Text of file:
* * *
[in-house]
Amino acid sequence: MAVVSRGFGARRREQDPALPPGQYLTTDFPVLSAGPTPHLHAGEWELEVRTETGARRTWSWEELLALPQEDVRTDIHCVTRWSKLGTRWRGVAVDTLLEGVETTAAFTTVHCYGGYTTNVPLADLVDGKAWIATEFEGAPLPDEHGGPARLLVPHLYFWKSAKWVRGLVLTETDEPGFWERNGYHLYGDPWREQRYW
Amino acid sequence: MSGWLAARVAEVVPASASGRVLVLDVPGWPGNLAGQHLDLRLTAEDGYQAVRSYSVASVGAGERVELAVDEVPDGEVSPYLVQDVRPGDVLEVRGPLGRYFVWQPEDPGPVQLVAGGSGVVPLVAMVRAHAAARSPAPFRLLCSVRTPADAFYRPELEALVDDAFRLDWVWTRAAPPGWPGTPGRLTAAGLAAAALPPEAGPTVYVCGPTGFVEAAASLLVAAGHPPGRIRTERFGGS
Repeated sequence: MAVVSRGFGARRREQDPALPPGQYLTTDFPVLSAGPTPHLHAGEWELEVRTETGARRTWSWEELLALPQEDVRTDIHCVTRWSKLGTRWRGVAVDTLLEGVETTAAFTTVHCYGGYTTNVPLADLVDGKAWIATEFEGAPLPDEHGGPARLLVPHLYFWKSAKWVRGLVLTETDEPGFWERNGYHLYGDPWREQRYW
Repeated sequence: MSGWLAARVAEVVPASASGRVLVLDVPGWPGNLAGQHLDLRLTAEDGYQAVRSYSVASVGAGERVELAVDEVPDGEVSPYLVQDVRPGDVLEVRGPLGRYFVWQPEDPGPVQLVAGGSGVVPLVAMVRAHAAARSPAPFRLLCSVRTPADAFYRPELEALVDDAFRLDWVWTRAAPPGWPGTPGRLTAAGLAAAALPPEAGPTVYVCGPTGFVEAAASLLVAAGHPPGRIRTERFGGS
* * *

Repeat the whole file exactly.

[in-house]
Amino acid sequence: MAVVSRGFGARRREQDPALPPGQYLTTDFPVLSAGPTPHLHAGEWELEVRTETGARRTWSWEELLALPQEDVRTDIHCVTRWSKLGTRWRGVAVDTLLEGVETTAAFTTVHCYGGYTTNVPLADLVDGKAWIATEFEGAPLPDEHGGPARLLVPHLYFWKSAKWVRGLVLTETDEPGFWERNGYHLYGDPWREQRYW
Amino acid sequence: MSGWLAARVAEVVPASASGRVLVLDVPGWPGNLAGQHLDLRLTAEDGYQAVRSYSVASVGAGERVELAVDEVPDGEVSPYLVQDVRPGDVLEVRGPLGRYFVWQPEDPGPVQLVAGGSGVVPLVAMVRAHAAARSPAPFRLLCSVRTPADAFYRPELEALVDDAFRLDWVWTRAAPPGWPGTPGRLTAAGLAAAALPPEAGPTVYVCGPTGFVEAAASLLVAAGHPPGRIRTERFGGS
Repeated sequence: MAVVSRGFGARRREQDPALPPGQYLTTDFPVLSAGPTPHLHAGEWELEVRTETGARRTWSWEELLALPQEDVRTDIHCVTRWSKLGTRWRGVAVDTLLEGVETTAAFTTVHCYGGYTTNVPLADLVDGKAWIATEFEGAPLPDEHGGPARLLVPHLYFWKSAKWVRGLVLTETDEPGFWERNGYHLYGDPWREQRYW
Repeated sequence: MSGWLAARVAEVVPASASGRVLVLDVPGWPGNLAGQHLDLRLTAEDGYQAVRSYSVASVGAGERVELAVDEVPDGEVSPYLVQDVRPGDVLEVRGPLGRYFVWQPEDPGPVQLVAGGSGVVPLVAMVRAHAAARSPAPFRLLCSVRTPADAFYRPELEALVDDAFRLDWVWTRAAPPGWPGTPGRLTAAGLAAAALPPEAGPTVYVCGPTGFVEAAASLLVAAGHPPGRIRTERFGGS